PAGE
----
He knew what He was up to. His delays—He stayed back two days—were not denials of a promise. You see, Martha and Mary wanted healing. “If you could have been here!” Both of them said the same thing to Him when He got there. “If you could have been here, he wouldn’t have died.” Jesus didn’t want to heal him, Jesus wanted a resurrection. And His timing is perfect. It’s incredible when our little brain, minds and brains, get involved in trying to figure out why God hasn’t done this or that in our lives. And we’re not even satisfied with Him. You see that’s just a reflection of the first one. These all flow out of each other. If I’m satisfied with Him, then I know who He is.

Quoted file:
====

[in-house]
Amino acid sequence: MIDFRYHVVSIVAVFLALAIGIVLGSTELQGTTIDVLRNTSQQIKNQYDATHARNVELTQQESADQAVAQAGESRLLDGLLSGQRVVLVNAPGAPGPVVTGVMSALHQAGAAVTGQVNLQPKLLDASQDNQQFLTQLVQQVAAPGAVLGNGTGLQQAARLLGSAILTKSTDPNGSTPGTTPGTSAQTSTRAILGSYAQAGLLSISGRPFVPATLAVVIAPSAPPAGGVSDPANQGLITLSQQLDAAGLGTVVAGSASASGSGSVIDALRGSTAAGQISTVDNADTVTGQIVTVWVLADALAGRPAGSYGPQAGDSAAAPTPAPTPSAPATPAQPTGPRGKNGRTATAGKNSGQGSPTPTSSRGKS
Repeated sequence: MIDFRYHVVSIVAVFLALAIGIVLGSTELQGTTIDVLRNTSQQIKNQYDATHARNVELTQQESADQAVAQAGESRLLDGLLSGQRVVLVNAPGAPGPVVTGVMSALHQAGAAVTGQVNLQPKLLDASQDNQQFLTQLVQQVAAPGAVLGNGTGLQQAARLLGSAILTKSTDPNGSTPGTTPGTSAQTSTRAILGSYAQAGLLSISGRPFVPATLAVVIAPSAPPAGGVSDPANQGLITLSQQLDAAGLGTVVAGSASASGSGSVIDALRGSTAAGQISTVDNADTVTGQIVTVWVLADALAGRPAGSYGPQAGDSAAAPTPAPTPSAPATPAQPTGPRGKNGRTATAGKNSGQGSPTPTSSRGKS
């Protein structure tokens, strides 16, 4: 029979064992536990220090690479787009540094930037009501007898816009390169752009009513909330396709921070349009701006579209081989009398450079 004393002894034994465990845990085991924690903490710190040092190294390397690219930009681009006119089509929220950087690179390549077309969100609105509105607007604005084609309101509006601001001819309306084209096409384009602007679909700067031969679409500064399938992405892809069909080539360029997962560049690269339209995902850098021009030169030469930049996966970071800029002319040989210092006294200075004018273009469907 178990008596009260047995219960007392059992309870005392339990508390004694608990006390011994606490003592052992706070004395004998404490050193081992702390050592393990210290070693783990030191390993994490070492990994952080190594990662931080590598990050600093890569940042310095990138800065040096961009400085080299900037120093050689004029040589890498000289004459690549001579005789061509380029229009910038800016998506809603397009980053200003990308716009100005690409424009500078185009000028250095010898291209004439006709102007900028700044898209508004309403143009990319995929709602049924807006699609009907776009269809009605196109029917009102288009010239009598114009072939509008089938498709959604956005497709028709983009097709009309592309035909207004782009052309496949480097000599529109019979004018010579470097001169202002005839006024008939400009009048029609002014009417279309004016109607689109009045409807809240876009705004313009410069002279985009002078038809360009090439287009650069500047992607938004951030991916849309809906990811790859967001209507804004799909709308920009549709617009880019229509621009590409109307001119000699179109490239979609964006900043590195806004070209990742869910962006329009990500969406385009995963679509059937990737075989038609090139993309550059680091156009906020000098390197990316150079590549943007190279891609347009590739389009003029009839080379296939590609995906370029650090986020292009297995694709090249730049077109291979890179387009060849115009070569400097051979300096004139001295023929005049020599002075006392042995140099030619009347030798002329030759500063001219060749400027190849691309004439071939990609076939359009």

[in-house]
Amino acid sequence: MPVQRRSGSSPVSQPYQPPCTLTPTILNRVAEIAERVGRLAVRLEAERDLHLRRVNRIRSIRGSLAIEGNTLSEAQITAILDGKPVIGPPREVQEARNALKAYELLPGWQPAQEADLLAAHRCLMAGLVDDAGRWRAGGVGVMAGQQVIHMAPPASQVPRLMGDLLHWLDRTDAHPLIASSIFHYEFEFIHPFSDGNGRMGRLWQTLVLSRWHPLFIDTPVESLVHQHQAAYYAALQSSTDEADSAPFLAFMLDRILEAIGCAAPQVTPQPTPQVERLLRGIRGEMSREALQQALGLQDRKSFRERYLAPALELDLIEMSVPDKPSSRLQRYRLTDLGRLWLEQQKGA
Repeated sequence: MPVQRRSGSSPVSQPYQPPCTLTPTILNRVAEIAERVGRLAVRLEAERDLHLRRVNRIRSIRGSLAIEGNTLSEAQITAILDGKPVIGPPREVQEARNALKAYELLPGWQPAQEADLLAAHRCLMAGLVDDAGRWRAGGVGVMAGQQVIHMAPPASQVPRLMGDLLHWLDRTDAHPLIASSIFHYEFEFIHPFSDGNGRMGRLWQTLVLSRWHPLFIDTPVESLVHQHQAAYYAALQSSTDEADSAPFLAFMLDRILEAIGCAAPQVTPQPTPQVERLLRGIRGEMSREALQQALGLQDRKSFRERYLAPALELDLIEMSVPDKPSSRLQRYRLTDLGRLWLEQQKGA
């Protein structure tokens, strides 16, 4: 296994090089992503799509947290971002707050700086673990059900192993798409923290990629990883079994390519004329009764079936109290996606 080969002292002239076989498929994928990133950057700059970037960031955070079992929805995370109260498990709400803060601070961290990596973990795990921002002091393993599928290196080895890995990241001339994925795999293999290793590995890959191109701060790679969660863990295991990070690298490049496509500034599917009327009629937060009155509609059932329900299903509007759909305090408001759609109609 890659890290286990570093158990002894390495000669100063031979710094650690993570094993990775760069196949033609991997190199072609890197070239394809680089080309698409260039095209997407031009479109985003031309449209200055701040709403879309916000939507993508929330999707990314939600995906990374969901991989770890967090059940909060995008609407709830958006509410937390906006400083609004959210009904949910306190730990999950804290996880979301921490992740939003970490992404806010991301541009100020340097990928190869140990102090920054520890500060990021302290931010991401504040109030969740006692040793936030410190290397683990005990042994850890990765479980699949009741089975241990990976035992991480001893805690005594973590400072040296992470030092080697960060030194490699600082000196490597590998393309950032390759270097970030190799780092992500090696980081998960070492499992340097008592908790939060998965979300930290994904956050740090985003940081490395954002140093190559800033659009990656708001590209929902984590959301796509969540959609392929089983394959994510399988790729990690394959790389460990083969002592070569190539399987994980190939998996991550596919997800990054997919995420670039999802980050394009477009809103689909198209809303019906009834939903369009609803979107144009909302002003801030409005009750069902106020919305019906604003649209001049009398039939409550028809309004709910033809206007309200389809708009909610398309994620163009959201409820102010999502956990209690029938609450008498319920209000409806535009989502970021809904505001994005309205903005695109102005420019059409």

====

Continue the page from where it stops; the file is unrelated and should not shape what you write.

Revival’s going to break out all over the place here. I believe it with all my heart. I don’t ever pray that I don’t believe that. If I live to see it, I’m grateful. I’m trying to learn now to just be satisfied with Him whether He ever brings it about or not. That’s okay with me. I’m trying to learn to just be satisfied with Him; because when you are, then you can wait upon the promises. Whether you ever experience them or not that doesn’t matter. That doesn’t take away from the fact that what God says He’s going to do, He will do. I don’t know if it will be in a service. I don’t know if it will be in the worship time. I don’t know if it will be in the classroom. I don’t know how He’s going to do it, but it’s going to happen. God’s going to do a work here: a breaking work, a work of grace. He’s going to do it in such a way that nobody can argue with it. Everybody can stand back and say, “God is moving here!” And it’s not going to be for our benefit, it’s going to be for the whole world. I believe that with every fiber of my being. Why? Because God spoke that to my heart. Now, am I willing to wait? Only to the measure that I’m satisfied with Him and Him alone, whether He brings it to pass in my lifetime or not.